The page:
THEY LOVE TO KEEP ON EYE ON US. Bosses and the police always have. But not the way they can now.
New digital tools with AI (artificial intelligence) allow them to keep a watch on many more of us, in many more places, at many more times, in many more ways for about as long as they want.
The good news is these digital surveillance tools help us to combat the coronavirus. The worry is, what else will they be used for once the virus is under control.
Workers on side
Workers are glad to have employers use digital tools such as thermal scanners, contact tracing wearables and artificial intelligence-powered video surveillance software to monitor social distancing to keep workplaces safe.
Maclean’s magazine reports: “The Laborers’ International Union of North America is ... working with Richmond Hill, Ontario-based startup Facedrive to issue wristbands loaded with a contact tracing app to construction workers.
“It’s the tool that enables them to feel safe in showing up that day,” says Kevin Davies, the chief marketing officer for Provision Analytics.
Toyota Canada credits its use of several new digital procedures for the fact that, as of October, it had not had a single case of the virus being transmitted in its plants since bringing its 8,500 employees back to work in May. However, it is an open question as to whether that success is completely due to the new digital tools.
Unlikely to be removed
Technology experts are asking what will happen after the virus is gone and the security cameras remain wired into the walls.
People working from home, meanwhile, face digital monitoring of a different kind. Software cannot be used to keep home workers any safer, but it can be used—and is being used— to tattle on who aren’t at their computers during work hours. There is a huge demand for this kind of software.
ActivTrak, a company that sells software that monitors how much time workers spend in various apps and includes an option to take screenshots at set intervals, says interest from new clients is double pre-pandemic levels.
Hubstaff, which provides similar software, says the number of Canadian customers it serves has increased 293 per cent year-over-year, from March 2020 to early October.
“There’s a big risk that the pandemic is leading us down this route of more extensive and long-term data collection that will eventually be unconnected to the current COVID-19 crisis,” says Sarah Villeneuve, a policy analyst at a think tank at Ryerson University in Toronto. “It might set us up for workplace environments where this type of software is normal.”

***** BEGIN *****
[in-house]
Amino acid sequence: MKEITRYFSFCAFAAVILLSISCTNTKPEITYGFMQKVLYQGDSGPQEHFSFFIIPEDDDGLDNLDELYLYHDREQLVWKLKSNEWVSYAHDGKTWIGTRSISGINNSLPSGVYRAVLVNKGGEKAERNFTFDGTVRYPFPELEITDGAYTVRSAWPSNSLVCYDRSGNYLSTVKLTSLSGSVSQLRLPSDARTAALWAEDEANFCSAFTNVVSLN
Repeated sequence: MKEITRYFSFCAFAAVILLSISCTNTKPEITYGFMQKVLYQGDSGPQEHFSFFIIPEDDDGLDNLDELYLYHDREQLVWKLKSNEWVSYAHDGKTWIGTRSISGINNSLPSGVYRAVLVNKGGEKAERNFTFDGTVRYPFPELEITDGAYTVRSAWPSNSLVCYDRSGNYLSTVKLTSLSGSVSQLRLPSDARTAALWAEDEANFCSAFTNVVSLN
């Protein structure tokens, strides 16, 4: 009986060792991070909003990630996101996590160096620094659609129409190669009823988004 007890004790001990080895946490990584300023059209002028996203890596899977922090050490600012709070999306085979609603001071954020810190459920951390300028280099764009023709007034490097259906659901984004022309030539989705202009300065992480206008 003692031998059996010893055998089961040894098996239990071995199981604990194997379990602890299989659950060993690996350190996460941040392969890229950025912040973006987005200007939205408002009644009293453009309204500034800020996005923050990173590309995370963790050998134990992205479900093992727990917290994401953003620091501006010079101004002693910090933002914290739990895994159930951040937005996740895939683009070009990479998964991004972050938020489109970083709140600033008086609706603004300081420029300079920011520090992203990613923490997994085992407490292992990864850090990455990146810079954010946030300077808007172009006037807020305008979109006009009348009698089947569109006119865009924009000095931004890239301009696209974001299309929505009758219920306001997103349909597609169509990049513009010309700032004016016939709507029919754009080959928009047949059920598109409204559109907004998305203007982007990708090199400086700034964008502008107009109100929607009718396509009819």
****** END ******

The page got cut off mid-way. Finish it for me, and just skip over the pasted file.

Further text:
Canadian employers have the right to introduce monitoring technology as long as their workers consent to it, but depending on employers to be scrupulous about workers rights is always perilous.
Feeling safe is not being safe
Brenda McPhail, director of the Canadian Civil Liberties Association’s Privacy, Surveillance and Technology Project, says feeling safe and being safe are two different things.
“In the security context, we talk about security theatre. I think increasingly what we’re seeing is health theatre. We’re seeing technologies being leveraged as a way of showing somebody is doing something that is protective, or has safety in mind,” McPhail says. “Sometimes it’s all just for the show, because there’s really no evidence that it’s going to be effective.”
“In times of crisis, we’re increasingly coming to see technology as a magic fix, a silver bullet,” McPhail says. “There’s a real question as to whether the potential benefits outweigh the incredible intrusion into people’s lives.”
Break the law to watch us
The tendency of authorities to ignore legal limits to what they can do in the name of public safety and security was exposed again February 3, when federal and provincial privacy commissioners released a report that at least 48 agencies across the country, most of them police forces, broke the law when they used facial recognition software from Clearview AI.
The privacy watchdogs found Clearview AI’s technology enabled mass surveillance of Canadians and violated their rights.
Clearview AI’s collection of billions of images including those of Canadians was a “clear violation” of privacy rights in Canada, agreed federal, B.C., Quebec and Alberta privacy commissioners.
Both federal and provincial jurisdictions have commissioners in place who are supposed to review new technologies for potential threats to privacy before government agencies start using them.
The Tyee reports that police forces, including the RCMP, evade the legislation by claiming the software programs are being trialled or not fully implemented, all while using them in active operations on Canadian citizens.
“Time and again we see organizations are trying to get away with it until they can’t,” said BC Freedom of Information and Privacy Association executive director
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